Staten Island, NY -- Athletic Director Walt Hameline announced the seven members who will comprise the 2012 Wagner College Hall of Fame class. Lou DeLuca (Class of 1959, Contributor), Greg Kovar (Class of 1989, Football), Quincy Lewis (Class of 1993, Men’s Basketball), Rich Robinson (Class of 1989, Football), Steve Slocum (Class of 1985, Football), Mike Venezia (Class of 1990, Baseball) and Patti Winterfeldt Svraka (Class of 1994, Women’s Basketball) will be formally inducted on Saturday, October 27, 2012, the same day the Green & White host Robert Morris on Homecoming Day at 1:00 pm.
Lou DeLuca has served as an ambassador for Wagner athletics for more than 50 years. In this more than half century association with Wagner, he has worn a multitude of hats on campus, many of them on behalf of Seahawk Athletics. He has spearheaded numerous fundraising efforts, including serving as Chair of the Sal Alberti Golf Classic (2004-2005), a major fundraiser for the Athletic Hall of Fame. While serving as Wagner’s Vice-President of Development during the mid-1970’s, he helped secure funds from the family of the late Dr. Bill Willets (’48) for the refurbishing and installation of a scoreboard on the football/baseball field. In 1976, he served on the selection committee for a new basketball coach that resulted in the hiring of Wagner Hall of Famer and future NBA head coach P.J. Carlesimo. For the past 21 years, the Staten Island native and 1951 Port Richmond HS graduate has served as an adjunct professor of education at Wagner. For several decades, DeLuca has also served as an educating mentor for countless Seahawk student-athletes, assisting them into becoming better students. Through these study sessions, DeLuca has enhanced the student-athletes’ Wagner College experience while helping to provide them with a foundation for success that carries over into their post-Wagner lives. Prior to attending Wagner, DeLuca proudly served his country in the U.S. Navy where he fought in the Korean War.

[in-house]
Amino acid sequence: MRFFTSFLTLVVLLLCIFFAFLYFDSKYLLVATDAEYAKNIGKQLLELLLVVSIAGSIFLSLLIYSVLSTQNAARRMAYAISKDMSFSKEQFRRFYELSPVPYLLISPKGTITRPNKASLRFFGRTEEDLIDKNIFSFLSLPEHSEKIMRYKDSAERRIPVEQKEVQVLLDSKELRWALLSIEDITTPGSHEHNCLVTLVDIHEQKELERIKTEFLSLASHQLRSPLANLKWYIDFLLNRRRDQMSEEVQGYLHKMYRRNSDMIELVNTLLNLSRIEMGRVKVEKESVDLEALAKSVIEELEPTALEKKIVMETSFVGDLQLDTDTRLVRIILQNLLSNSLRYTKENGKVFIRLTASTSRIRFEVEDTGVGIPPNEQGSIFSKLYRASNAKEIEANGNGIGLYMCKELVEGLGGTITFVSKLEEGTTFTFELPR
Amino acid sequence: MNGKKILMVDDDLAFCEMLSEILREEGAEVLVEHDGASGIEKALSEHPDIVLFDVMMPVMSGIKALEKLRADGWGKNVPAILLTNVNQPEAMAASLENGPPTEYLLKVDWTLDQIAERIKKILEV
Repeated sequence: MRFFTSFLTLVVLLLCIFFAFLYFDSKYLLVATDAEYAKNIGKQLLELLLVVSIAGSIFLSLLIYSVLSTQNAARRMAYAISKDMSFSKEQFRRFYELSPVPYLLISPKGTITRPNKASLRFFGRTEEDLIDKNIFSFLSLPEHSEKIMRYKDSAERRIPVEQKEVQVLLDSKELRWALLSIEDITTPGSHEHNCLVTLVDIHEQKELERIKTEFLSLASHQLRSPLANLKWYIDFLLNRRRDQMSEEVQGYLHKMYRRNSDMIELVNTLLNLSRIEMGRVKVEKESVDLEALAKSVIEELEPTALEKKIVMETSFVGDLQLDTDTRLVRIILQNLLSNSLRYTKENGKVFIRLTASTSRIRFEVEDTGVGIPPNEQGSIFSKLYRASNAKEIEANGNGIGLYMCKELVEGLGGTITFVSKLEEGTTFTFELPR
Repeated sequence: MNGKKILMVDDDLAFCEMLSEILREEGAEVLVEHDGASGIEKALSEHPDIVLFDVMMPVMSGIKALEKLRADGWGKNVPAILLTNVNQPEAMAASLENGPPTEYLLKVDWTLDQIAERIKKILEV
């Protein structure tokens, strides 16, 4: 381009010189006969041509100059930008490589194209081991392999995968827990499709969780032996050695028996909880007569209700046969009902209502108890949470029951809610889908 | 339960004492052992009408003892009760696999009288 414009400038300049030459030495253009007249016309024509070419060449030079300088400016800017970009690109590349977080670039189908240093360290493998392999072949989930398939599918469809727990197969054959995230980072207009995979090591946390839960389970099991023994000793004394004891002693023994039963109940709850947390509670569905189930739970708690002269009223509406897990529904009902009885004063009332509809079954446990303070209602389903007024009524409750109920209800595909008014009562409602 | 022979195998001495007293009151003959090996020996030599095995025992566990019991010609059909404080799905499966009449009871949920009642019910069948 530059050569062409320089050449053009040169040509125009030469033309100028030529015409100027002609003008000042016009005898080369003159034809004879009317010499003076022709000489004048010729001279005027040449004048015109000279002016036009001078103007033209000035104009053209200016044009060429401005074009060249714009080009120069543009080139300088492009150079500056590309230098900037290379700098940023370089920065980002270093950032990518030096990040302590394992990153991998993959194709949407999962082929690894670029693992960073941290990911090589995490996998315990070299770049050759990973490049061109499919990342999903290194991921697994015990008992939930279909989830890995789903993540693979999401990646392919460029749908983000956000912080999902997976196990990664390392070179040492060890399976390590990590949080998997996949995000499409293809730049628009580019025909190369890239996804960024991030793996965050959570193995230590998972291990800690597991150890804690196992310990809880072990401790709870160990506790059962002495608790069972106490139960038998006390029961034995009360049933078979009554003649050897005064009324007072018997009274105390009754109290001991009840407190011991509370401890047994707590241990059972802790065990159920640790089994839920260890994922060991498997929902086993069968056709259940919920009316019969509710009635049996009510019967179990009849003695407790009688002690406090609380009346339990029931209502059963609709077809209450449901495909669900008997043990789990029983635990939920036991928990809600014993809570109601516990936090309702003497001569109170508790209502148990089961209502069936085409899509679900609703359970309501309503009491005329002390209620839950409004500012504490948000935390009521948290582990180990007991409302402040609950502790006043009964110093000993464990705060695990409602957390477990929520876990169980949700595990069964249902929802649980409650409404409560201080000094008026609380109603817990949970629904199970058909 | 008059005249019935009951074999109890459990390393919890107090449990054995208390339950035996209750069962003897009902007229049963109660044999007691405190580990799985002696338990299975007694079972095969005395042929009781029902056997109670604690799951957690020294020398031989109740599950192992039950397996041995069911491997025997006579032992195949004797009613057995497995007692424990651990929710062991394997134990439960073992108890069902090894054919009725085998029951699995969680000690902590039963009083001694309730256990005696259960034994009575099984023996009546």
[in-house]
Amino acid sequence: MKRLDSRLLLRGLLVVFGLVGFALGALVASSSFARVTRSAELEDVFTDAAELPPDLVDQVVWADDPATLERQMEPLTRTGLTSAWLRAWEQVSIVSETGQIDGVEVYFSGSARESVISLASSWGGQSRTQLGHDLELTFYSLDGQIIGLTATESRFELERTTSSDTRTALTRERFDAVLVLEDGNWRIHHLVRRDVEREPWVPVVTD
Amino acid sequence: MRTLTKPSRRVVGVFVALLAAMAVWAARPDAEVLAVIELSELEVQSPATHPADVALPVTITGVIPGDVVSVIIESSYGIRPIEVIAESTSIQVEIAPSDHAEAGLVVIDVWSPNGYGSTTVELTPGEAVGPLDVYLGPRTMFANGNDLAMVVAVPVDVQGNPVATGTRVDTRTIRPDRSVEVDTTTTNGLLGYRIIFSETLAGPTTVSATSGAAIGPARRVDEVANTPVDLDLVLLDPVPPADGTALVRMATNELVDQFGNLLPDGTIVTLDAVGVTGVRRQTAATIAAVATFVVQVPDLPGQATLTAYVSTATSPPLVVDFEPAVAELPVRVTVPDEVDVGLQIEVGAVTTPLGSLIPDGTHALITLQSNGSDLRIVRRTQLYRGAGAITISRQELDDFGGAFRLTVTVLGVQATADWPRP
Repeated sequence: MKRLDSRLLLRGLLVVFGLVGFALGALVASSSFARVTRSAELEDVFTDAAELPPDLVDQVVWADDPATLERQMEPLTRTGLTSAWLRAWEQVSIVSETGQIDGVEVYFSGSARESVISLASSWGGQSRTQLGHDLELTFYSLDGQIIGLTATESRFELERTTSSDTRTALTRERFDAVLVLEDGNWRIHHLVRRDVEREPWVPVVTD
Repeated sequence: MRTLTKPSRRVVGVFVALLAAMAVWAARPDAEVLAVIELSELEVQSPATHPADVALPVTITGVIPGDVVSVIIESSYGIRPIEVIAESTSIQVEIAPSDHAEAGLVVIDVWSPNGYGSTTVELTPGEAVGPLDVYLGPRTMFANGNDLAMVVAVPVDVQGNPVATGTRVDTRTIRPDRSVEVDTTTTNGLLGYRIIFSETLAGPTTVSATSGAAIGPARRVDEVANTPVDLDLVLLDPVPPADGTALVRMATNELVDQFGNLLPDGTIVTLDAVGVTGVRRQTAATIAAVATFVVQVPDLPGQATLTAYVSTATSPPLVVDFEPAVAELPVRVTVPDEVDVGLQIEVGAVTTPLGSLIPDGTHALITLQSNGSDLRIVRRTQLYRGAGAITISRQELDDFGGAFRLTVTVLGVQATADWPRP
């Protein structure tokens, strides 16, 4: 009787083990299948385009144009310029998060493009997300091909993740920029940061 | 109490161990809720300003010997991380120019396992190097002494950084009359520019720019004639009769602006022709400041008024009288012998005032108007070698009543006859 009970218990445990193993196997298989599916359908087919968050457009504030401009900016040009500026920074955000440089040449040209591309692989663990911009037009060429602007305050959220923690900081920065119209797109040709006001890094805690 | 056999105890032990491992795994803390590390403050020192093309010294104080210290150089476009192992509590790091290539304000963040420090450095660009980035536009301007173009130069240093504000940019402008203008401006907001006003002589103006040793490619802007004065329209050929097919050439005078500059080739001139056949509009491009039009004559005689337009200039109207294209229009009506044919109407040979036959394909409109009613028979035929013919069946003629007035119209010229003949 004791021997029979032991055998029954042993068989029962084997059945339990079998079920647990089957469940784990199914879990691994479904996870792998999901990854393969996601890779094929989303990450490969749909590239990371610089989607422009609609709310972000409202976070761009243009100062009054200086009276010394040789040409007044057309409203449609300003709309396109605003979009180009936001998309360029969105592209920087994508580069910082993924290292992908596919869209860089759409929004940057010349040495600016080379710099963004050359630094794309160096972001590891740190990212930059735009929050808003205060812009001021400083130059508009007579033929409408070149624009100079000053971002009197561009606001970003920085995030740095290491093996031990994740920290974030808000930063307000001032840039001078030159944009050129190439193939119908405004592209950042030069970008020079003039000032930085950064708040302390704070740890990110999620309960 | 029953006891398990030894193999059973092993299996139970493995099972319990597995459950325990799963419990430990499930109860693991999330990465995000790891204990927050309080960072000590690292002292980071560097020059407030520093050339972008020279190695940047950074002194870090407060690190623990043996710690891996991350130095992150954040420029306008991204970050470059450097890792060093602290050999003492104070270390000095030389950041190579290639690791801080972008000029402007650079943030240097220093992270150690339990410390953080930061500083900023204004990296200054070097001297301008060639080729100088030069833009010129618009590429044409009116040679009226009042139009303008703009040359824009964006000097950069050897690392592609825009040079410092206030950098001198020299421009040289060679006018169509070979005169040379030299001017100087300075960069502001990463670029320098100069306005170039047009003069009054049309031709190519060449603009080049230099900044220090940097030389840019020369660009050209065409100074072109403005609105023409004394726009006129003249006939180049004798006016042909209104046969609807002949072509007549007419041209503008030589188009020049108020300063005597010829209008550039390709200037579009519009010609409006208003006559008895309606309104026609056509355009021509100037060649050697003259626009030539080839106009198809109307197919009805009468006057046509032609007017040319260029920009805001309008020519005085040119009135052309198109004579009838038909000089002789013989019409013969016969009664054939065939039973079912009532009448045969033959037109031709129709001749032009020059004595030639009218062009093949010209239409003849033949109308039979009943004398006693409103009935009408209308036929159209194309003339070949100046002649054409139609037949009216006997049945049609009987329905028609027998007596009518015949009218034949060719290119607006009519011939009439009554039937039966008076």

Greg Kovar (1985-88) was the starting quarterback and a driving force in guiding the Seahawks to a 13-1 record and to the 1987 Division III National Championship. The 6-5 Kovar passed for 4068 career yards, which topped the all-time Wagner career list upon his graduation and currently ranks fourth. Kovar gained virtually all of those passing yards (3789) as the starting quarterback in his junior and senior seasons. The Hazlet, NJ native passed for 1,979 yards while completing 58.5 percent of his passes during the magical 1987 season. That year, he completed 121-of-207 passes with 17 touchdown passes during the 10-game regular season (the NCAA did not count post-season statistictics until 2002). Kovar, a1987 Third-Team Pizza Hut All-American selection, completed 16-of-25 passes for 273 yards and two touchdowns in the 19-3 victory over Dayton in the 1987 Division III title game. As a senior in 1988, he completed 58.3 percent of his passes for 1,810 yards in guiding the Green & White to a 9-1 record and to the ECAC quarterfinals. His 274 career completions rank sixth on the all-time list while he is seventh all-time in career touchdown passes with 27. On the single-season list, his 17 touchdown passes in 1987 rank seventh. Kovar was also Wagner’s starting punter all four seasons, accumulating nearly 5,000 yards in punting yardage while averaging 35 yards per punt.